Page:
A smoke screen?
You may well say, “What does smoke have to do with FHB?” That question brings me to a very old treatise written in 1857 by Henry Youle Hind entitled “Essay on the Insects and Diseases Injurious to the Wheat Crops.” (To read the whole piece, visit www.biodiversitylibrary.org, and search for the title in the search box.)
Hind was a Professor of geology and chemistry at Trinity College in Toronto. He also explored the Canadian West in 1857-58 and wrote two volumes describing his findings. He had figured out what it would take to build a dam to push the South Saskatchewan River down the Qu’Appelle/Assiniboine system to service river navigation. He was no dummy!
In his essay on wheat he devoted an entire chapter to wheat midge. In 1970 to 80s we thought it was something new. It was new to us, but not new.
On diseases, Hind he did not deal with FHB but did talk about rust, smut, bunt and ergot.
On page 121 he relates rust to mists or fogs in July and August, rich in ammonia. What was needed was an agent to absorb the ammonia in a form that would not “juice up” the disease. He then goes on to say that powdered charcoal would be that agent. He described the use of powdered charcoal to cut ammonia odour from fermenting urine in stables and other examples.
That led me to wonder what role, if any, the thick smoke of 2015 had on plant disease.
FHB has been such a serious problem in many states of the U.S. that much work has been done. A very recent document is “Proceedings of the 2016 National Fusarium Head Blight Forum” held at St. Louis, Missouri, U.S., December 4 to 6, 2016. The complete piece is available at www.scabusa.org.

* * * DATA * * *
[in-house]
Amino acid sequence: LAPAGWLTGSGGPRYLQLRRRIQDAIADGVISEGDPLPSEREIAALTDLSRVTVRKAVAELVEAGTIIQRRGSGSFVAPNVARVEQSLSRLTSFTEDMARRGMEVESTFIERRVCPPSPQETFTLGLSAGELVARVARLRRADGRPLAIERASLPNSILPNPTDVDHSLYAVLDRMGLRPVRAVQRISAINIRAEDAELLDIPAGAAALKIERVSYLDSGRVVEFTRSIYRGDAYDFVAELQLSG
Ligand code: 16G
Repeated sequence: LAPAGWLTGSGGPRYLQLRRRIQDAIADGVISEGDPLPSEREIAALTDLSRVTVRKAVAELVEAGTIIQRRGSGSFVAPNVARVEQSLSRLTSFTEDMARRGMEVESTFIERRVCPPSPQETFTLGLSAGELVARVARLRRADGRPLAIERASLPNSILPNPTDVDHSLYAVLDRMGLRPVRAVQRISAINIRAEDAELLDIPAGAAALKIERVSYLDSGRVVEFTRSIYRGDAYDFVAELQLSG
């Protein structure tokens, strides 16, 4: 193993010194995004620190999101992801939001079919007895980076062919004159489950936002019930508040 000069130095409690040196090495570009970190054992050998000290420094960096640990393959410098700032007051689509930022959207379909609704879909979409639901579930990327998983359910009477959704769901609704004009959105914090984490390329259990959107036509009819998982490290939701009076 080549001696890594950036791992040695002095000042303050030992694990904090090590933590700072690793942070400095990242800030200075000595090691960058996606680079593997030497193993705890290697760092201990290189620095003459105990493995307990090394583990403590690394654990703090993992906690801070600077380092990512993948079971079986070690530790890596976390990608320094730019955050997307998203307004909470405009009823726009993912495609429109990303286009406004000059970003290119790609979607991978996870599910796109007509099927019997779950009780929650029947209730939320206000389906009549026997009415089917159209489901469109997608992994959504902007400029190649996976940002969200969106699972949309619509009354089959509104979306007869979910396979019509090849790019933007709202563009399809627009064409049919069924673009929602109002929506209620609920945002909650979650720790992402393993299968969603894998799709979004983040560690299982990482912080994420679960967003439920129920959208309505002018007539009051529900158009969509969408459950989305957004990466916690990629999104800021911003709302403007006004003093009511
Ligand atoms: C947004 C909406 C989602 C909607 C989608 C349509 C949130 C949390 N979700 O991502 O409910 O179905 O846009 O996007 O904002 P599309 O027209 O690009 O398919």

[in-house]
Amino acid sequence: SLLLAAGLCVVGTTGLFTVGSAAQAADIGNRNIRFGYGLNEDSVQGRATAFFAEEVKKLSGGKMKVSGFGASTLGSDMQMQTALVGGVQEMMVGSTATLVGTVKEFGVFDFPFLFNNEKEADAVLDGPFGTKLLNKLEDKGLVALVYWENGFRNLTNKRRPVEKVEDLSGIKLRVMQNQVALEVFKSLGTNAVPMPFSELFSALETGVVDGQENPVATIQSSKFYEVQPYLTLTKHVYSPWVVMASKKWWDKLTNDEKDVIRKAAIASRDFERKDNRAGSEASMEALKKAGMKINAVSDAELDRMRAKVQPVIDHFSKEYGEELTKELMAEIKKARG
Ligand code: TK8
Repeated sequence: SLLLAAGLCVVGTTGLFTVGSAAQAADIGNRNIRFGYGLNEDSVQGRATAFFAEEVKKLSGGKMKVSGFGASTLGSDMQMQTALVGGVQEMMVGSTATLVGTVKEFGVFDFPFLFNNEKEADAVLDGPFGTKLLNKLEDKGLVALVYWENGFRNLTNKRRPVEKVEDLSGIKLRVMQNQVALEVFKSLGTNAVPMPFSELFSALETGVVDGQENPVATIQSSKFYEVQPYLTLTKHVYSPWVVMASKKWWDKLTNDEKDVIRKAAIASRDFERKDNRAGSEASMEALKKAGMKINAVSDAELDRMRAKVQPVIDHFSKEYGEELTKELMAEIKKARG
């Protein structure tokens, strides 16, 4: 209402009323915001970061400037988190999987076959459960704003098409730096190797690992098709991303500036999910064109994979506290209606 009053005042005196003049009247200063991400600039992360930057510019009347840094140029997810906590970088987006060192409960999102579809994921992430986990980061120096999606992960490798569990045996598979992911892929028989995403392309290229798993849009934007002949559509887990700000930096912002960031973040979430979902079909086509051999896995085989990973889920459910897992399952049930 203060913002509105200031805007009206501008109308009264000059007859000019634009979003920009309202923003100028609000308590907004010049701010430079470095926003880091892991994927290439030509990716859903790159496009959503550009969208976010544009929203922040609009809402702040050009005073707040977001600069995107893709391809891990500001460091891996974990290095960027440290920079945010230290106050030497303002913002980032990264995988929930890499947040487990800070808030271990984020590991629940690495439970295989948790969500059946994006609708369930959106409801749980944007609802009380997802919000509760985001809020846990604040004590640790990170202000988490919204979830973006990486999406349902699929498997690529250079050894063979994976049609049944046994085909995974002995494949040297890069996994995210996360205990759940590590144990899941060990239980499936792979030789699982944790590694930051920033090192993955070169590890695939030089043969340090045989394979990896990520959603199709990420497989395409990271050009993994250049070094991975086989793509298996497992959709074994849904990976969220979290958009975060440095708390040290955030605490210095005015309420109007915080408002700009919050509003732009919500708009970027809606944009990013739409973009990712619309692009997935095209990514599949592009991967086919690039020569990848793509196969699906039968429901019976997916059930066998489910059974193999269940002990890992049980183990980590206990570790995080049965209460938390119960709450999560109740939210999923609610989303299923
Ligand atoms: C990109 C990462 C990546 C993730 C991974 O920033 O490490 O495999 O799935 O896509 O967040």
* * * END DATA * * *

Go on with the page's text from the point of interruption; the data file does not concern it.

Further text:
A paper by Yabwalo et al. dealing with winter wheat in South Dakota concluded that the “Use of resistant cultivars, monitoring conducive weather for FHB, and applying a triazole fungicide at flowering when moderate to high FHB risk is predicted, remain the most effective integrated management of FHB.” But, that does not fix the problem.
Even with the decades of work in the U.S. we are still left with Band-Aids to deal with a very big knife cut. Varieties so far offer moderate resistance at best, and fungicides are also a Band-Aid. My answer is to use the most expensive fungicide and try to get the best possible timing but all of that does not “fix” the problem.
Longer rotations are great to talk about but difficult to implement. Perhaps we should be stepping back and looking for entirely new approaches. If high ammonia in the atmosphere is a factor we should at least start to measure how much atmospheric ammonia is present. I have found extensive data on atmospheric ammonia in the U.S. but nothing for our part of the world. Perhaps a reader will enlighten me.
When I look at areas of FHB, the most serious infection is where the crop is the best — that is, a high nitrogen environment. Unless plant breeding has a huge breakthrough we must expand our horizon of potential solutions.